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The Palace of Dreams

Book #3 of Thirteen Witches


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About The Book

This “thoroughly satisfying…out-of-this-world” (Kirkus Reviews) third and final book in the Thirteen Witches trilogy from New York Times bestselling author Jodi Lynn Anderson follows Rosie in her last stand against the Nothing King—perfect for fans of Newbery winner The Girl Who Drank the Moon.

After barely escaping Earth with the League of Witch Hunters, Rosie and her friends are hiding out from the Nothing King and his witch followers on a barely inhabited planet. Then a messenger arrives with the unexpected news that Earth survived the Nothing King’s black hole, but only because he wants one last treasure before dragging everything into oblivion: the Museum of Imagined Things. Rosie saw the museum once when she visited the Brightweaver in the clouds. It’s infinitely tall and made only of mist and figments, so Brightweaver was able to bundle it up and hide it for safekeeping.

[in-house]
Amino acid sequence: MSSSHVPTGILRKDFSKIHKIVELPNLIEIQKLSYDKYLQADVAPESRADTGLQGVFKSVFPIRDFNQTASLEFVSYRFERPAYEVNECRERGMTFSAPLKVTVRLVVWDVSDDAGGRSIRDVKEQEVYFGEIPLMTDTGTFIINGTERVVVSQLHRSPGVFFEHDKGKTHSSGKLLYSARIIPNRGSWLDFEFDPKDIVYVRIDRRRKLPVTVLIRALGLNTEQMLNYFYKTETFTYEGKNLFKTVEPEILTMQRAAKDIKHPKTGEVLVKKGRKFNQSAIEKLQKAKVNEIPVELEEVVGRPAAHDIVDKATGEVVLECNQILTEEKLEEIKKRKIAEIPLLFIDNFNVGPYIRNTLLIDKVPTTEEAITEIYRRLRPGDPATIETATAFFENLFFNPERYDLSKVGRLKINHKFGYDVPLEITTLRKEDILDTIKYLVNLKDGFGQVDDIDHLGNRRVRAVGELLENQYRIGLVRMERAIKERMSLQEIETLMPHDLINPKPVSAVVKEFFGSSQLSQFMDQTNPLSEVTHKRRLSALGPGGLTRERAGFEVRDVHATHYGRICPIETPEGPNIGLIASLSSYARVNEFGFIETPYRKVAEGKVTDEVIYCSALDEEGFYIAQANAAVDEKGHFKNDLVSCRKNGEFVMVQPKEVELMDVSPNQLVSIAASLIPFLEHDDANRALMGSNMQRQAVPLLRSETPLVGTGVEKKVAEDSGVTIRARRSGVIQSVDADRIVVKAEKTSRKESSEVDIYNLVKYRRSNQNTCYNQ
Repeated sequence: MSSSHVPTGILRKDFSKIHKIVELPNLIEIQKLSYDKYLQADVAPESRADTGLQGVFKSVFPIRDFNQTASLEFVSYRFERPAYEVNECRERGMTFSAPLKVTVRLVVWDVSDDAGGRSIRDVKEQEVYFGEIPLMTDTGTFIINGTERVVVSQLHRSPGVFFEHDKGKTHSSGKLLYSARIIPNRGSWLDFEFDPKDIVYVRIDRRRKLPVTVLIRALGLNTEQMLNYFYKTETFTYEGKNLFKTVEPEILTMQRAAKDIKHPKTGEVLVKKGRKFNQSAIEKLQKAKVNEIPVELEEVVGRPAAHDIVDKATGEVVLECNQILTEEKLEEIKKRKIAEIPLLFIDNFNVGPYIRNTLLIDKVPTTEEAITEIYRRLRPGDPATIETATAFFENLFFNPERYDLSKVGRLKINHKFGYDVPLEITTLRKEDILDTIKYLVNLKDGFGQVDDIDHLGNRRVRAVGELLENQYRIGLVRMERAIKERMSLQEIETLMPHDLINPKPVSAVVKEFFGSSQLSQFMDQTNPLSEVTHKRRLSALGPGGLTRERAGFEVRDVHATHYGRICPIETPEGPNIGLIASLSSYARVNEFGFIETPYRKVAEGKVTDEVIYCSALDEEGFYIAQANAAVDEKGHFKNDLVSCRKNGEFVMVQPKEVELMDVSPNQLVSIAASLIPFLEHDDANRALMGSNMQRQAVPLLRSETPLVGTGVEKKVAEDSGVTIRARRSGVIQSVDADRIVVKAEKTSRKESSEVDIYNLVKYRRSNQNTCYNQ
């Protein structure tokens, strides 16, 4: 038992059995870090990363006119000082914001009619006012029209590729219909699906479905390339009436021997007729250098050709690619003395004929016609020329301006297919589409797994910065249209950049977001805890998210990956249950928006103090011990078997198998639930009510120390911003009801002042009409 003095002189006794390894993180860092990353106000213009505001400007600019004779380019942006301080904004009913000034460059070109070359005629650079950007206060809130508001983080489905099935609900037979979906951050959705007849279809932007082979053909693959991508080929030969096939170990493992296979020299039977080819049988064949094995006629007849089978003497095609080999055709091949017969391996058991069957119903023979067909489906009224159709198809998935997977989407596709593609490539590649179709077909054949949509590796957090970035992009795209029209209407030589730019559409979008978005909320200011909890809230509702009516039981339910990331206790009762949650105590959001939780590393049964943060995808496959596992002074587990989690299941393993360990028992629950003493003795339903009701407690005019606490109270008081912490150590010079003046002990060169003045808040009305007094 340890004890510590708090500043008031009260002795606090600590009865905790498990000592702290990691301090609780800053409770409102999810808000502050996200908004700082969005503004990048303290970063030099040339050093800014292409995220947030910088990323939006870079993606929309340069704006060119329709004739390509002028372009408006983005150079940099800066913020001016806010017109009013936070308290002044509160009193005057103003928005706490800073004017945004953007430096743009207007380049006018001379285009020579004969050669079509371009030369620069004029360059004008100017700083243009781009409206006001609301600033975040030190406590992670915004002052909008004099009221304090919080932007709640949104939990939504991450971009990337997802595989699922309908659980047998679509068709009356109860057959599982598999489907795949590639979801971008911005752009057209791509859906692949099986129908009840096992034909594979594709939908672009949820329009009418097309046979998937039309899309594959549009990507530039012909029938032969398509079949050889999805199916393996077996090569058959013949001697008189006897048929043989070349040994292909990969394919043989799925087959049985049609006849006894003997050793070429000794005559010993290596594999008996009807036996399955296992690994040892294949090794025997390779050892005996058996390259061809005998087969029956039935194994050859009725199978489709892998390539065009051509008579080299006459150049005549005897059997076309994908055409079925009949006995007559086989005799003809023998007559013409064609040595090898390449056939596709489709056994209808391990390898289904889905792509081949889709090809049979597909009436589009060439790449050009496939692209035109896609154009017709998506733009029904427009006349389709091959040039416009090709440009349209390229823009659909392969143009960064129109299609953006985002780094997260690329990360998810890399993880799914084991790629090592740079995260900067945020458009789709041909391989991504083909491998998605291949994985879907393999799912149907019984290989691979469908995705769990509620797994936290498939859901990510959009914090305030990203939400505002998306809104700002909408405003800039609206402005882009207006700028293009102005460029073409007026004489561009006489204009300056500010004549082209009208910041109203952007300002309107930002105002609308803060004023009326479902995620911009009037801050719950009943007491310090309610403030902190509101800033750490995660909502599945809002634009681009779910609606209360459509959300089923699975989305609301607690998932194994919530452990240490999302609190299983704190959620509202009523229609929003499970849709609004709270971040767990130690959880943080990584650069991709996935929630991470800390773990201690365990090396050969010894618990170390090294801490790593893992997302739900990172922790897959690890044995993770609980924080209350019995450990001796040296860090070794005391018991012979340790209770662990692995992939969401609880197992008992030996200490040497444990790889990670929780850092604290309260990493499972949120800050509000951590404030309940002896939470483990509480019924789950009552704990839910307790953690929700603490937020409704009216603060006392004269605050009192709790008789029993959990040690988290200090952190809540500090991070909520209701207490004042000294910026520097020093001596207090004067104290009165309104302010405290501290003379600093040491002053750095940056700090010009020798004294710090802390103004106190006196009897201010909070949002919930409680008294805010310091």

The League of Witch Hunters, joined by a gaggle of the world’s last ghosts picked up from Limbo along the way, cross the galaxy in search of the museum and in preparation for their last showdown with the Nothing King. As Rosie and her allies weather surprises and betrayals while fighting to maintain their trust in each other, they may find the museum has one last secret in store.


Chapter 1 CHAPTER 1
“We’re getting there,” says a woman’s voice in the dark.

I’m not sure who the voice belongs to. I reach out to see if I can touch someone—my mom, my brother… but my hands touch nothing. I wonder if I even have hands at this point, because when I try to reach them up and touch my face, I feel nothing.